Majority-Korean churches looking for a way out of the United Methodist Church (UMC) fear they’re at risk of losing not only their land but also their leadership; a handful of Korean pastors say they were removed from their conservative congregations after the churches began the process to disaffiliate.
Of the 244 Korean-language UMC churches, more than 100 have begun the disaffiliation process, according to Keihwan Kevin Ryoo, former executive director of the Association of Korean Churches in the United Methodist Church.
That’s more than double the number of churches the denomination expected to leave. At a meeting of Korean American leaders earlier this month, Paul Chang, executive director of the Korean Ministry Plan, had said he expected 40 congregations and 60 pastors to leave. The departures would represent 15–17 percent of all Korean American UMC churches.
Already, 40 churches have successfully left the UMC and joined the new conservative offshoot, the Global Methodist Church (GMC). Ryoo said more are waiting for their annual conferences to approve their disaffiliation vote or are still moving through the process.
Others gave up when they realized their congregation could not afford to pay the property value requested by the annual conference as terms to leave. Multiple congregations say they’ve had their pastors removed by annual conference leadership during the disaffiliation process.
In the Chicago area, pastor Hogun Kim and members of South Suburban Korean United Methodist Church (SSKUMC) were concerned that the leaders of their annual conference—the regional UMC body—had disregarded the denomination’s Book of Discipline by appointing gay clergy in the area.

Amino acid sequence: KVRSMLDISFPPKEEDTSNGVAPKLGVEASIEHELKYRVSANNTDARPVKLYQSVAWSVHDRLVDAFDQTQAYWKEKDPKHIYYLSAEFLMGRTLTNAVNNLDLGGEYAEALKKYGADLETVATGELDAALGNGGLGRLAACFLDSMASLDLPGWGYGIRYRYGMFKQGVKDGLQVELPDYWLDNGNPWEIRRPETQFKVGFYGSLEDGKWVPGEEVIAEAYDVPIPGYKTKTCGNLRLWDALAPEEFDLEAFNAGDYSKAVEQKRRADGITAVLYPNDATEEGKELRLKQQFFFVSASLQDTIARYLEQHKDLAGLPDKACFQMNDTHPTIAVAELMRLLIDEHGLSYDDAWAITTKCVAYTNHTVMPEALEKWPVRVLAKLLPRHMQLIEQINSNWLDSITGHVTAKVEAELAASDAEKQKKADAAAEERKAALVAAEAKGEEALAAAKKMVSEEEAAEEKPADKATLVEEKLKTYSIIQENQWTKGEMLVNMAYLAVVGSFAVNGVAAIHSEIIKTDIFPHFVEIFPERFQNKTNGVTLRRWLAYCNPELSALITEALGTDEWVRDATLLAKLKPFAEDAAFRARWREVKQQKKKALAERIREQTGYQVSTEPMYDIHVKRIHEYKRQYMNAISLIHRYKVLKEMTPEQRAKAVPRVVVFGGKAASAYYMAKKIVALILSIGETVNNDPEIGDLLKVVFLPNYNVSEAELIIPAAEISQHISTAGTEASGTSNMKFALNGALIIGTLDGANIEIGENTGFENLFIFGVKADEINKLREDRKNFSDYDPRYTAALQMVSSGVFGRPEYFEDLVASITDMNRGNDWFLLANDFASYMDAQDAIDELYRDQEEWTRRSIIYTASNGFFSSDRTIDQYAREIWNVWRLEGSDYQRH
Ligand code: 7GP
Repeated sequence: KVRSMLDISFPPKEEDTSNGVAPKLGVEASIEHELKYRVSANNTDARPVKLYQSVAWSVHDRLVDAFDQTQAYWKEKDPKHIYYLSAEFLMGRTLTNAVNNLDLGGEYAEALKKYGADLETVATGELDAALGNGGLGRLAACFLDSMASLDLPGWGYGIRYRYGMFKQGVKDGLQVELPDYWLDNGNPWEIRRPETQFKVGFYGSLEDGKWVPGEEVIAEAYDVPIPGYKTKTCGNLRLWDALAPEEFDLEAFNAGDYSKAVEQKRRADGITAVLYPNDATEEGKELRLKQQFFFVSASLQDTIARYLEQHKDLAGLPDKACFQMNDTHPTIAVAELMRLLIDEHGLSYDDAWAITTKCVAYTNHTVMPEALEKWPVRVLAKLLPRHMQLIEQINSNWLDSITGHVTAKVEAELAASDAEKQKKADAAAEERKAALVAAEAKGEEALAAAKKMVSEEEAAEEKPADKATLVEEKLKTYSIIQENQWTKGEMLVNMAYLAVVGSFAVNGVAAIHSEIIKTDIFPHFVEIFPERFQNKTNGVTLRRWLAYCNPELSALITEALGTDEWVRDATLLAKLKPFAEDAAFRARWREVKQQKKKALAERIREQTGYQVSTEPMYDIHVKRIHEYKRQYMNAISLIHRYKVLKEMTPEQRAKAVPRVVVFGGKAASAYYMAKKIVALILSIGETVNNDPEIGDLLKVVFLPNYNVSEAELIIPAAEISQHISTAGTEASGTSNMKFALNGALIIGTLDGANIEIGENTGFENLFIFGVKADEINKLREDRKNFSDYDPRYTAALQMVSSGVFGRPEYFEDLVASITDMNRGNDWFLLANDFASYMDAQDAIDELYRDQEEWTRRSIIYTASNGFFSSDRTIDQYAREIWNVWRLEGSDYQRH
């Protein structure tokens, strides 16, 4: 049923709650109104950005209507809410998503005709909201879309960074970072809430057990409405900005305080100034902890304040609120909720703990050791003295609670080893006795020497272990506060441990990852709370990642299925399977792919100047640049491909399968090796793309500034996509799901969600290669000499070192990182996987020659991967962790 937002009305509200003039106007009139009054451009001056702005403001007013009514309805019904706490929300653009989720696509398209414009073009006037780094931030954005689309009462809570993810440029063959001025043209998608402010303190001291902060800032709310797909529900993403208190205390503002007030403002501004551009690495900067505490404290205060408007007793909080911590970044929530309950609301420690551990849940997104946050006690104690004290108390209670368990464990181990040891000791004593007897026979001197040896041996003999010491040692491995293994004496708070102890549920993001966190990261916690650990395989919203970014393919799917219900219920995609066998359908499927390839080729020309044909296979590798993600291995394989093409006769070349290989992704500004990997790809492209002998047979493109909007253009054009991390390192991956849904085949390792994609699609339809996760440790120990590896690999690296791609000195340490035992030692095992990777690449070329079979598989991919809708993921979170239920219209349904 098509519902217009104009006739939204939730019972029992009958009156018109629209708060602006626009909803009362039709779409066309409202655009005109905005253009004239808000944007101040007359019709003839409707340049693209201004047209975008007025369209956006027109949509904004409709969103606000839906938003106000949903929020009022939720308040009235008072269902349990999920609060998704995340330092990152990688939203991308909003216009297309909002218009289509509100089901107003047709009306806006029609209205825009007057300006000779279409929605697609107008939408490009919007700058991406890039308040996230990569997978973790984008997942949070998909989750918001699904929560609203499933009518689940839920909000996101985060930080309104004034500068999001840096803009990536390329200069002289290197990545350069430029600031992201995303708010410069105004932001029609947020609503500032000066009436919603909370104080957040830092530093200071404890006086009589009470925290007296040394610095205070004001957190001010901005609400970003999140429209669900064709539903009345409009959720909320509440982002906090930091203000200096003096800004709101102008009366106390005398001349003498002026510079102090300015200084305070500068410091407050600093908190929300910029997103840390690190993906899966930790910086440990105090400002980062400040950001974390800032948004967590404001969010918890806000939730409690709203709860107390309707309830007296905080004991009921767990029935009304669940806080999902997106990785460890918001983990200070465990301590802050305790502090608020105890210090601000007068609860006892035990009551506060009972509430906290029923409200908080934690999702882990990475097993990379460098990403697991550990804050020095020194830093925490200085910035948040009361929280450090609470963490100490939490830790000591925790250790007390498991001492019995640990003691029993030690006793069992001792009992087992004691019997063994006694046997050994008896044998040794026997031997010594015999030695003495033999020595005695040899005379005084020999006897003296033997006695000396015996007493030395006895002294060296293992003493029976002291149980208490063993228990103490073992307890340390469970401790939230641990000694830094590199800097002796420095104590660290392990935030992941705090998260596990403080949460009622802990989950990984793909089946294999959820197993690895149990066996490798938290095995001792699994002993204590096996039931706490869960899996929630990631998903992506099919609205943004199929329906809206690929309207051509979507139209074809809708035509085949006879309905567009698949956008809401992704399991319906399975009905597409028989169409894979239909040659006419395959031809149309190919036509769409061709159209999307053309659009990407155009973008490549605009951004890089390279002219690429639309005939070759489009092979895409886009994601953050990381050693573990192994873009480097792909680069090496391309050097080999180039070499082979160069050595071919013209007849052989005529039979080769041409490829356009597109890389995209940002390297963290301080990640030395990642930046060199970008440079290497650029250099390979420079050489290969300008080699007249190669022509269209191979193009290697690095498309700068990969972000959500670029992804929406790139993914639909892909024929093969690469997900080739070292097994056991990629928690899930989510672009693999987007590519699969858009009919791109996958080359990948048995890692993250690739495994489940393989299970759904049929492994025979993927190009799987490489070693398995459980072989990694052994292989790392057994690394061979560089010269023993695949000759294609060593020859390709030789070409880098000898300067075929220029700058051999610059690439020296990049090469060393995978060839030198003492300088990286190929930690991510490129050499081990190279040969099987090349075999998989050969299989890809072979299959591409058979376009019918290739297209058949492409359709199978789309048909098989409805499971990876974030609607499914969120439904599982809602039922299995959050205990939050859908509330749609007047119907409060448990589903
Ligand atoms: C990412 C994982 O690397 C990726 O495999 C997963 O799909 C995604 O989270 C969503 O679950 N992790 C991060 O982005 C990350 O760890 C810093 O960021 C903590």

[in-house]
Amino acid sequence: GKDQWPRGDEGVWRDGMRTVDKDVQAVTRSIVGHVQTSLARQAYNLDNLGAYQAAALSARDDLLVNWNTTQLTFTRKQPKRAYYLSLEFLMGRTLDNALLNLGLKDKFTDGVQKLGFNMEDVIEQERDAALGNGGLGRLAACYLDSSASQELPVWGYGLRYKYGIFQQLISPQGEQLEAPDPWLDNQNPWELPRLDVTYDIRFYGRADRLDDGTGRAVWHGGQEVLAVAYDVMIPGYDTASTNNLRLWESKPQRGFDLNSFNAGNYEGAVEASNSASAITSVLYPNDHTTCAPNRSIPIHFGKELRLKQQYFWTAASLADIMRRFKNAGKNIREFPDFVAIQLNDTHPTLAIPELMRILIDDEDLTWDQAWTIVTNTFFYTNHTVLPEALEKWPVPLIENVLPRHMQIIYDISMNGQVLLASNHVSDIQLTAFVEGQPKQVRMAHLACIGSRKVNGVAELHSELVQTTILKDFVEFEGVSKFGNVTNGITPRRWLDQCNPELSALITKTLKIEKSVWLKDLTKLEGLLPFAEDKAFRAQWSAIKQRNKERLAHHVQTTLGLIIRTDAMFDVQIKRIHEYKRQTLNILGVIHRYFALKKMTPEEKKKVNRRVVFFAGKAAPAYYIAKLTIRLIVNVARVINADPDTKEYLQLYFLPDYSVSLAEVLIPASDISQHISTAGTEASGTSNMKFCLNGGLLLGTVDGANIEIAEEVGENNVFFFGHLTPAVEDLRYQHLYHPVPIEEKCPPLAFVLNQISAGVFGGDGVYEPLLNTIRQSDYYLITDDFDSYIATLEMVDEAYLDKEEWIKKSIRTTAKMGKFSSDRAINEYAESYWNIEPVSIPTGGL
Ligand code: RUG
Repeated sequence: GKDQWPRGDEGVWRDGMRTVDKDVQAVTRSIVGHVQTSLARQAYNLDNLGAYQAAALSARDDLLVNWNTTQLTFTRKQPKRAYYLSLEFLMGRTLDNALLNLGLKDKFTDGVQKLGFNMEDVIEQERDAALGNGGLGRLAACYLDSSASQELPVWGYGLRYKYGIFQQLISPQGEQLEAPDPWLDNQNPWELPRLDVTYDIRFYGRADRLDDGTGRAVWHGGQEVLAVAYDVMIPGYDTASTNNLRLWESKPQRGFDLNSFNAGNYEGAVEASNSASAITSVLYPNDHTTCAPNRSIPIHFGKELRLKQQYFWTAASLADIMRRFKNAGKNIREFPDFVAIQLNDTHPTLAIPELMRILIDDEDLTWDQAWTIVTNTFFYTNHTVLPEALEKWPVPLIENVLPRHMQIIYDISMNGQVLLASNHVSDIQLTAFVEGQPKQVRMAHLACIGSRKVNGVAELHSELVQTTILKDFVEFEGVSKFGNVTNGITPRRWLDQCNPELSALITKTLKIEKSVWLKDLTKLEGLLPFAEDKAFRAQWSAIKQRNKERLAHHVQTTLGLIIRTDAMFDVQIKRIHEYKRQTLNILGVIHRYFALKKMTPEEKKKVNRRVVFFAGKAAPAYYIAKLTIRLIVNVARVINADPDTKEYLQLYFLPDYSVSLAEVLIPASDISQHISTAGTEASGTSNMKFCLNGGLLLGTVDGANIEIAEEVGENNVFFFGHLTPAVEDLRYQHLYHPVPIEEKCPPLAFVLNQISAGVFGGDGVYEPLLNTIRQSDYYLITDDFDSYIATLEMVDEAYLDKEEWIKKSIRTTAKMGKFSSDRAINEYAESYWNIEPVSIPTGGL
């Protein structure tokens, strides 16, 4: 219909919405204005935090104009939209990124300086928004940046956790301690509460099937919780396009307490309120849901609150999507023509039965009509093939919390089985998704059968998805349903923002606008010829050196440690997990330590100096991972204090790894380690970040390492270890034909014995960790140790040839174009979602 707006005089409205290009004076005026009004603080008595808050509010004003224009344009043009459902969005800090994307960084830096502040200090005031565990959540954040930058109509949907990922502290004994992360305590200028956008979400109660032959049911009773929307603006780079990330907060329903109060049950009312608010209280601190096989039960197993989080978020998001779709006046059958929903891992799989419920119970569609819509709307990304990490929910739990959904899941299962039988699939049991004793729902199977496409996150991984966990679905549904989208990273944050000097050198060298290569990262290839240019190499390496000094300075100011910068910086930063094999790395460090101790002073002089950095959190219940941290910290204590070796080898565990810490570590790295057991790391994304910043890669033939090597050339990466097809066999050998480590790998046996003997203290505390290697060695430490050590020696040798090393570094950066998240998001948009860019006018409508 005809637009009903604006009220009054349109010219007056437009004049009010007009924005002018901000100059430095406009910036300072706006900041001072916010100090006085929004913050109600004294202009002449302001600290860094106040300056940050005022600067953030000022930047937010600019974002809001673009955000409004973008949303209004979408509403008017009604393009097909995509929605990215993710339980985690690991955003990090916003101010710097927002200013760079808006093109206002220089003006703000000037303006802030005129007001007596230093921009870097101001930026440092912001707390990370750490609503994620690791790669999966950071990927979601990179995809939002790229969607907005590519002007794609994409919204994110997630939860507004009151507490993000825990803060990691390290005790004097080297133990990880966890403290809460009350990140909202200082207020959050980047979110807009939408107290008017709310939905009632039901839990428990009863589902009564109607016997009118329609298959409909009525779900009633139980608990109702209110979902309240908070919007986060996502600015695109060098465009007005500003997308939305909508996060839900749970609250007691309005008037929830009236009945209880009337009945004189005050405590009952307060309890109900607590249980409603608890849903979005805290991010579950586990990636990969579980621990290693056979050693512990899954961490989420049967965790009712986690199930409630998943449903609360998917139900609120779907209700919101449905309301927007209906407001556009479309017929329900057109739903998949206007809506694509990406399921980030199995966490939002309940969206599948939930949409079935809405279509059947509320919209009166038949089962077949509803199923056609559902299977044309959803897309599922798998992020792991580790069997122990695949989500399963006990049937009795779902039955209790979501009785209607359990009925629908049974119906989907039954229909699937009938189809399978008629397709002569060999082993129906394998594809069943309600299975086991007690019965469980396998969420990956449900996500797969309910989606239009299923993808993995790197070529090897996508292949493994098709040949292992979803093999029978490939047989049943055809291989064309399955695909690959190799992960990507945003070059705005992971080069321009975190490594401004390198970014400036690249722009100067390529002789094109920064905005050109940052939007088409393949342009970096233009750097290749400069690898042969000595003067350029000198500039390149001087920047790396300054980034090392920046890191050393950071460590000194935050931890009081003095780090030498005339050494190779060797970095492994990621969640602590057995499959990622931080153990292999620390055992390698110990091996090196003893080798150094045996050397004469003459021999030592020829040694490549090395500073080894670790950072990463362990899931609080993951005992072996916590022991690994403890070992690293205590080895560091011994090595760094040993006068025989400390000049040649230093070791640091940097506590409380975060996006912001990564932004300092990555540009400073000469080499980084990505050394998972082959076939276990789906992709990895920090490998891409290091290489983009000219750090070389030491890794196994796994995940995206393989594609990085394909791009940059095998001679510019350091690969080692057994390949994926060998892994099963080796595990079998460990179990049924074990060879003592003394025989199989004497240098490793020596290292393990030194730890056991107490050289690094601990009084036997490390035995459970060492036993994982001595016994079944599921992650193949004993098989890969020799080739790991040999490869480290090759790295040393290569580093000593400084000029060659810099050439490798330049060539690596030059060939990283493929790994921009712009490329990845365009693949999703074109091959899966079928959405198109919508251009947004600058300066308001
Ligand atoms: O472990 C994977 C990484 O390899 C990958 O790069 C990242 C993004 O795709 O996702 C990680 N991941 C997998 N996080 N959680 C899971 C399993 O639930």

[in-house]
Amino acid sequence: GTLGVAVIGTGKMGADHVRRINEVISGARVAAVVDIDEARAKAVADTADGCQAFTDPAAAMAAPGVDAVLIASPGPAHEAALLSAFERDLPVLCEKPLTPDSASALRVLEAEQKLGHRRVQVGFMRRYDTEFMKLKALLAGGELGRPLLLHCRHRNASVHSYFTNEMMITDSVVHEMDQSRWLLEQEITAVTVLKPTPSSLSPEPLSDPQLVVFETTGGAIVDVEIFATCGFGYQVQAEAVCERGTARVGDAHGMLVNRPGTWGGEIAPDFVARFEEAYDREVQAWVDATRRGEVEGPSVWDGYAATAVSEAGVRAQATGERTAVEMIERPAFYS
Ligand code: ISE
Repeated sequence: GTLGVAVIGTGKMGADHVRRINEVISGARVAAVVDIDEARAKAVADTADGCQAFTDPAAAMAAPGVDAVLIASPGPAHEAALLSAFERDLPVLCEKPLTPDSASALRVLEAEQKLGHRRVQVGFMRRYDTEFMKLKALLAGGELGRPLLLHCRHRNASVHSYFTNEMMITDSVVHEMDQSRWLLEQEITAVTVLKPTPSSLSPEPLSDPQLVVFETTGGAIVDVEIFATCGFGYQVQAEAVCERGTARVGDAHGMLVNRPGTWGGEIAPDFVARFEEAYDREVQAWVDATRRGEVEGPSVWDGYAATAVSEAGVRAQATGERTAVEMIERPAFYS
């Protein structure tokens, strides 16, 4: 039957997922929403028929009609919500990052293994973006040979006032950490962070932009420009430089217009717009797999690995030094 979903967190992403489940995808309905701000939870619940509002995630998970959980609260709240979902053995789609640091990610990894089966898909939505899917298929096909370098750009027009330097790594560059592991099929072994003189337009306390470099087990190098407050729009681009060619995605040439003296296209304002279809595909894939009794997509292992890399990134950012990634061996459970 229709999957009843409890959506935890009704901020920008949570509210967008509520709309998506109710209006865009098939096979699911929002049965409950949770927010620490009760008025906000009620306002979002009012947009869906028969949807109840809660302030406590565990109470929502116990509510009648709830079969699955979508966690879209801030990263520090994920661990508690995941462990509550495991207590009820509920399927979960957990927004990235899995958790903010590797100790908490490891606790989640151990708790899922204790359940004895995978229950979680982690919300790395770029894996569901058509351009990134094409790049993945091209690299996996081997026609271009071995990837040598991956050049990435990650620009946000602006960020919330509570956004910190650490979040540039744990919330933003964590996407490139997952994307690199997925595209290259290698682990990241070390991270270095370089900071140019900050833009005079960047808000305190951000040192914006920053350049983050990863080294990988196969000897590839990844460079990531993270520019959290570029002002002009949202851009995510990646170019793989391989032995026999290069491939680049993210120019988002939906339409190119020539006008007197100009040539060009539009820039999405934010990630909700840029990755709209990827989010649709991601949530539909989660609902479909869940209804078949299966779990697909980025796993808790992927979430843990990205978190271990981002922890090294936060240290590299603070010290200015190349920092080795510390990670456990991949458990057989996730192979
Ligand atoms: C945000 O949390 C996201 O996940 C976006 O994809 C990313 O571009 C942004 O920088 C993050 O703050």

Northern Illinois Annual Conference leaders assured them that a gay pastor would not be appointed to SSKUMC, but that didn’t ease the church’s concerns. For Kim, it came down to trust. He trusted Scripture to be the guide, he said, but he did not trust UMC leadership to honor its word.
Bishop Daniel Schwerin kept saying the conference “wouldn’t appoint a gay pastor to our church,” Kim said. “Even if he meant it, he didn’t keep the current Book of Discipline. How can our current congregation trust him?”
Last March, the congregation voted 162–25 in favor of disaffiliating from the UMC. Five days later, Kim’s district superintendent notified him that the annual conference was not renewing his appointment as pastor of SSKUMC and would not appoint him to any other UMC churches.
Kim said he was forced to resign.
The Northern Illinois Conference disputes that Kim was forced to resign. In a statement to Christianity Today, Arlene Christopherson, assistant to Bishop Schwerin, said:
In April 2023, Rev. Kim submitted a letter of withdrawal and left the United Methodist Church to unite with another denomination. He was not removed from his position by the [Northern Illinois Conference] Cabinet nor did his church complete a process to disaffiliate.
The conference required SSKUMC to pay $2.2 million if it wanted to disaffiliate and keep its property, which sits on nearly 10 acres. The congregation had raised more than $3 million to build its building, but the 150 members could not afford the millions it would cost to keep the building.
Members of SSKUMC left their building and denomination behind to start the Center Church of Truth, led by Kim. The new congregation is currently independent but exploring affiliating with the GMC.
“In the book of Revelation, when we read the seven letters to the seven churches, it seems that Jesus really emphasizes the importance of truth,” Kim said. “We should love each other, but we cannot abandon truth.”
A similar dispute to Kim’s unfolded in New Jersey. In 2021 James Lee, pastor of Bethel Korean UMC, was removed from his 1,000-member congregation, the largest in the Greater New Jersey Conference.
He claims his removal was over his church’s move to affiliate with the theologically conservative Wesleyan Covenant Association, but annual conference leaders say it was over problems going back several years.
Korean Methodist churches tend to be conservative and evangelical, according to Ryoo. Their views align with the Book of Discipline, which officially bars gay clergy and same-sex marriage, but puts them at odds with conference leadership as the denomination moves toward LGBT inclusion.